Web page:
What CMS Pulse Oximeters Are Used For

By Georgia Diaz

CMS pulse oximeters are the little medical devices that they plug onto your fingertip whenever you go to the Emergency Room or before an operation. Sometimes they put them onto the earlobes. In tiny babies, they use a foot. The purpose of the device is to measure the percentage of hemoglobin that is saturated with oxygen. Generally, this number should always be at 95% or higher.

It isn't obvious how a non-invasive instrument can measure with any degree of accuracy something down to the molecular level. Without getting too technical, oximetry works on the principle that different substances absorb light differently. Two different wavelengths of light are passed through the patient and the instrument is able to determine the absorbance, and therefore the concentration, of oxygen in pulsating arterial blood.

While this technology can reveal the oxygen saturation of a person's hemoglobin, it is at best an indirect means of finding out how much actual oxygen is circulating in the bloodstream. To measure this directly, it is necessary to sample the blood passing through the arteries in real time. This involves placing a needle into an artery.

This is a painful and invasive procedure and there needs to be a good reason for collecting this information. Patients who have their arterial blood sampled while they are awake describe the sensation as akin to having a needle stuck directly into their bone. Unfortunately, because one of the circumstances in which this information is important is while a patient is under an anesthetic, so the poor patient has to have the needle inserted while they are still awake.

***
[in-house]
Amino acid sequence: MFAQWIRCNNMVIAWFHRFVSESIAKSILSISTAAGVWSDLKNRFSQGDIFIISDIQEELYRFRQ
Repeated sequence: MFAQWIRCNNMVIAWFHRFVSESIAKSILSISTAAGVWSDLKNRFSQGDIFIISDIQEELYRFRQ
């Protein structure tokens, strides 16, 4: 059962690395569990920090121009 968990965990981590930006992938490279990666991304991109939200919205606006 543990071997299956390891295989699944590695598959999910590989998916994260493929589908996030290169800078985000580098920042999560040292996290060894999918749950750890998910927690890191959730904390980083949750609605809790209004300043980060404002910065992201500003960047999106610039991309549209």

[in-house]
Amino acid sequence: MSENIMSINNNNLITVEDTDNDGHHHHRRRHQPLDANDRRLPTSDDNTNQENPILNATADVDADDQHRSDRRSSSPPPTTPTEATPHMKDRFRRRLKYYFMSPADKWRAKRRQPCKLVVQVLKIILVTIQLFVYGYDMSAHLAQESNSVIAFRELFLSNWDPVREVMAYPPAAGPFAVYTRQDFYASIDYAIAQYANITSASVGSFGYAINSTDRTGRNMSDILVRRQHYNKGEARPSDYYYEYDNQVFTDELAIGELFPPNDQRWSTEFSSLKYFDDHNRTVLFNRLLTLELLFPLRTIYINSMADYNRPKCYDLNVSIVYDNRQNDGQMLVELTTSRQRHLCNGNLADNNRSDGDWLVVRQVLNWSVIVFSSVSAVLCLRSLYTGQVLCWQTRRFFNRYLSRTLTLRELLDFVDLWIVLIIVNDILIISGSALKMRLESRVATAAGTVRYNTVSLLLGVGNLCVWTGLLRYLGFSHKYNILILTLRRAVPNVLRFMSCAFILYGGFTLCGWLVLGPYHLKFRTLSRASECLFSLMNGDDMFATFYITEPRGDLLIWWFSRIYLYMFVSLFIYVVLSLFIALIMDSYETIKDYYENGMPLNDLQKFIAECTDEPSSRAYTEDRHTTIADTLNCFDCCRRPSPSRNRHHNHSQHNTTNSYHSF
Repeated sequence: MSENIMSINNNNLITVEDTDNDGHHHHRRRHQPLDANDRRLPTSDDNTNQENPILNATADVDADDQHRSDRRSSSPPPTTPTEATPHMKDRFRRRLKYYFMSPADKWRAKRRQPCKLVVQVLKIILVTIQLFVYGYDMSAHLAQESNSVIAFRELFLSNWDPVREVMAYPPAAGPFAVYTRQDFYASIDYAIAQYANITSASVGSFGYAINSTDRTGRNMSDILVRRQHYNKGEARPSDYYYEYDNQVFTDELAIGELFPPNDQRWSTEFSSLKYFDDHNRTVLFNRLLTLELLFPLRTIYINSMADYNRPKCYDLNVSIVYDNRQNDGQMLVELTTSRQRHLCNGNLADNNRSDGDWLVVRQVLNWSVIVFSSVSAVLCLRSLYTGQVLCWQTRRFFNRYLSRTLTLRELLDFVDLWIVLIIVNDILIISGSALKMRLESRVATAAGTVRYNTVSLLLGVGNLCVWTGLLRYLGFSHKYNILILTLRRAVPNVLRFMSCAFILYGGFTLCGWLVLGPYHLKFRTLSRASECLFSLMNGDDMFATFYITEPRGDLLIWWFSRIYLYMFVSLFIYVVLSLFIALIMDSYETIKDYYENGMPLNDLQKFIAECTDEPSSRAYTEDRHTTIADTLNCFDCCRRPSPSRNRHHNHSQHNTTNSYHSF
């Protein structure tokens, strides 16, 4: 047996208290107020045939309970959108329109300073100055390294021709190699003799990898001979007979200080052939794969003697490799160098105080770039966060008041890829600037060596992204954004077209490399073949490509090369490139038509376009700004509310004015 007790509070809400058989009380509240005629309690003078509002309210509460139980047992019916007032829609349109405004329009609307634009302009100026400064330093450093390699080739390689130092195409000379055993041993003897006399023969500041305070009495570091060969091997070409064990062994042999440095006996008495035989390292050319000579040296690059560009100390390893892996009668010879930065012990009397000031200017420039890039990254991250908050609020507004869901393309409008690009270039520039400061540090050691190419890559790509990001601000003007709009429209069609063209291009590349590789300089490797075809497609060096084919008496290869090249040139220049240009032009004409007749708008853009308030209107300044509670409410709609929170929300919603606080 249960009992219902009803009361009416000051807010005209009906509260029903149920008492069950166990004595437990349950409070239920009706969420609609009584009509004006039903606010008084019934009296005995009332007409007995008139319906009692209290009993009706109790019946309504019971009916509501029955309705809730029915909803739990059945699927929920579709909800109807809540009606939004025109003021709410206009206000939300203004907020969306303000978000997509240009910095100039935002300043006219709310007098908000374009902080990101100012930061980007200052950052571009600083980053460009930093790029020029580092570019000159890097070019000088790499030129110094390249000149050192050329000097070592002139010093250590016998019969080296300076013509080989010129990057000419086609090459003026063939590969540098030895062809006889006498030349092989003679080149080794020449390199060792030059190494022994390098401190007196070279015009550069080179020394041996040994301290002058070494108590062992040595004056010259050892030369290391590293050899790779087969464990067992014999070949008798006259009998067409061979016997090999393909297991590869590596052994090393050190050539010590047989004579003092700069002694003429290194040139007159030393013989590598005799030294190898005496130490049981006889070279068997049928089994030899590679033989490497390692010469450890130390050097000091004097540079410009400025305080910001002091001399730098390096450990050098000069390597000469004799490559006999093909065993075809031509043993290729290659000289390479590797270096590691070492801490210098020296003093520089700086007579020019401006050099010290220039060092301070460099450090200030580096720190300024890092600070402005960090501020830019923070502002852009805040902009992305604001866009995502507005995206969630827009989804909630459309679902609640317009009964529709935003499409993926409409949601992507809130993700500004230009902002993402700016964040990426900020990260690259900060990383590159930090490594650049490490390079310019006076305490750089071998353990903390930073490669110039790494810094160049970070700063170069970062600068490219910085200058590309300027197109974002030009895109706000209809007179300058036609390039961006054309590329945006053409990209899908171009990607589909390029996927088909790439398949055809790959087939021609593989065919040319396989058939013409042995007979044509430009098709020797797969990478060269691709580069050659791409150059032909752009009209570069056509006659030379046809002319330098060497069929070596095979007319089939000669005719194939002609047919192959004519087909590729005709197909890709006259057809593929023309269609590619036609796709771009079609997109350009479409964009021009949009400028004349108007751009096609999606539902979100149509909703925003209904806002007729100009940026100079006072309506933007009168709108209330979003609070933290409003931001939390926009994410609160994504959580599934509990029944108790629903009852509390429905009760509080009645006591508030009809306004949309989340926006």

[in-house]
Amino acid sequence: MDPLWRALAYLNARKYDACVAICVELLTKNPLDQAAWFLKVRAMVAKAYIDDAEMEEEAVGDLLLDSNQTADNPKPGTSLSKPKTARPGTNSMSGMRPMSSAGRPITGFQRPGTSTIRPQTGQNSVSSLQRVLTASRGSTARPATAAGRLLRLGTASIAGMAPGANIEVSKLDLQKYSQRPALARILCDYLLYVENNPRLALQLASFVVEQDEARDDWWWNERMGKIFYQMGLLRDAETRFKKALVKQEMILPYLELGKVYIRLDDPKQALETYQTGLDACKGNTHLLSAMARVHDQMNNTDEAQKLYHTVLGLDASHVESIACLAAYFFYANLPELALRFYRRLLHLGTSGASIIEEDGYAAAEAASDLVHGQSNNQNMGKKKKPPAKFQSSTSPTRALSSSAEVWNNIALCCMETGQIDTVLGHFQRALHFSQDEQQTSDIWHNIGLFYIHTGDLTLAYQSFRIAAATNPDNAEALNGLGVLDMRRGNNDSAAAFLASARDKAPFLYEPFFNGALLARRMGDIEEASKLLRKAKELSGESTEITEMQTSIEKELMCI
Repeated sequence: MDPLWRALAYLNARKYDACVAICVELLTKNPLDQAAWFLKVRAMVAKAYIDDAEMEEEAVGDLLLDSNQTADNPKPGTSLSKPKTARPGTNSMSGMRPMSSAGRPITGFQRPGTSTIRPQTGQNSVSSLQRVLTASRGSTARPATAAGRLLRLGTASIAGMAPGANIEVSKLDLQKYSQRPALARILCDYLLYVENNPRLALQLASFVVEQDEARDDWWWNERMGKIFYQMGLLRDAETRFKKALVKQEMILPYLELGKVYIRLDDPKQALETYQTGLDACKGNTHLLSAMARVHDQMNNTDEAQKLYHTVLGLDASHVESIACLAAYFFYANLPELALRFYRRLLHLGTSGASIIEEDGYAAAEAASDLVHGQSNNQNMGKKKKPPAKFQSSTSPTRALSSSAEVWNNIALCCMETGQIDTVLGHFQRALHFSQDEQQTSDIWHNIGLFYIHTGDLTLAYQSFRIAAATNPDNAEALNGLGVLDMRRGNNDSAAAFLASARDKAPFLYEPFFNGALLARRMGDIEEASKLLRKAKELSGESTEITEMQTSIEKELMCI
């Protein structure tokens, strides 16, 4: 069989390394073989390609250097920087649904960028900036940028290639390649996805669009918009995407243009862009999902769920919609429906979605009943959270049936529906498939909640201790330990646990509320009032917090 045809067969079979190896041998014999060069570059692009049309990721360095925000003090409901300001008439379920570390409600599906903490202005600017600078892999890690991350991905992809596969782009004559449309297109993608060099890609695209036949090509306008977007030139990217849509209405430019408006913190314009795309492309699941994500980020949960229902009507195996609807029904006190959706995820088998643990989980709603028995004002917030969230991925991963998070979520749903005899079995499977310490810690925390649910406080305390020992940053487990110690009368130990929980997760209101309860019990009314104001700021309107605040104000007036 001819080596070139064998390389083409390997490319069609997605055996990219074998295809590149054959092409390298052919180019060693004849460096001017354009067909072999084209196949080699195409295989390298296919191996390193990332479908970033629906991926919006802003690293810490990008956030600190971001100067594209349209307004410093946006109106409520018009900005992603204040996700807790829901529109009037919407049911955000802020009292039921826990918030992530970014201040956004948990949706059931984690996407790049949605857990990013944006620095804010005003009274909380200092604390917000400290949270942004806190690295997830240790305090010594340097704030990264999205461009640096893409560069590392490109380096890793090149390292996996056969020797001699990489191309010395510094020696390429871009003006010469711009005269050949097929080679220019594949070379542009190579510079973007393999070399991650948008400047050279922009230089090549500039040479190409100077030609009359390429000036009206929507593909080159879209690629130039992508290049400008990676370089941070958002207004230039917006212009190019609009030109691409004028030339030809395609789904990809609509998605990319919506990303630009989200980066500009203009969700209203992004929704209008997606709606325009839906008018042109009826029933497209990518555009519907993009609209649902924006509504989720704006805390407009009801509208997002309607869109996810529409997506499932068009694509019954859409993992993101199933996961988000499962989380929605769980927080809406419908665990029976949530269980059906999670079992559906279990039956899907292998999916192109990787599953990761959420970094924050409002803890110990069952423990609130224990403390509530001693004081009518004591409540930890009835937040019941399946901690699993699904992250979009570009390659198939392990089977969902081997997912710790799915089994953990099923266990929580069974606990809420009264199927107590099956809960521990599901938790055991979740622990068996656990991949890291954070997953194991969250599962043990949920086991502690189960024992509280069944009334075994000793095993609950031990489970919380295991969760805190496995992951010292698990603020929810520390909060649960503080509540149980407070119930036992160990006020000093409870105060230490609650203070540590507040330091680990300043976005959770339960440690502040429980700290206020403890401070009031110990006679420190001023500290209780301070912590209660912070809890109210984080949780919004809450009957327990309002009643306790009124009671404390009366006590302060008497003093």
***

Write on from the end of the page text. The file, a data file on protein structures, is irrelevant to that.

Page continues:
One of the circumstances where pulse oximetry is employed is during sleep studies. These investigations require an overnight stay in the hospital and are done for the purpose of finding out if someone has a condition called sleep apnea. This is when a person periodically stops breathing during the night. At best, they wake up drowsy and fuzzy-headed. At worst, it is a risk factor for life-threatening conditions like heart attack and stroke.

There are two basic forms of sleep apnea; neurological (or central) and obstructive sleep apnea (OSA). Of these, OSA is the more common and the easiest to treat. Some people need surgery to correct an anatomical abnormality, while others are easier to treat with continuous positive airway pressure (CPAP) or wearing an oral device, prescribed by an oral surgeon, while thy sleep.

The other kind of sleep apnea, neurological or central sleep apnea, is rarer and more serious than OSA. Rather than being unable to breathe, your brain doesn't bother to try. This is usually associated with a serious underlying condition affecting the brain stem, which is the part of the brain that controls breathing. Central sleep apnea may manifest itself alone or alongside OSA.

Although anyone can have any type of sleep apnea, the major risk factors are male gender over the age of 40 and being overweight. Sleep apnea is particularly dangerous in infants, who can stop breathing for as long as twenty seconds. This is a very daunting prospect for new parents. Fortunately, there are apnea alarms available that will alert the parents when a baby stops breathing for a set number of seconds. It is also possible to obtain CMS pulse oximeters for home use.

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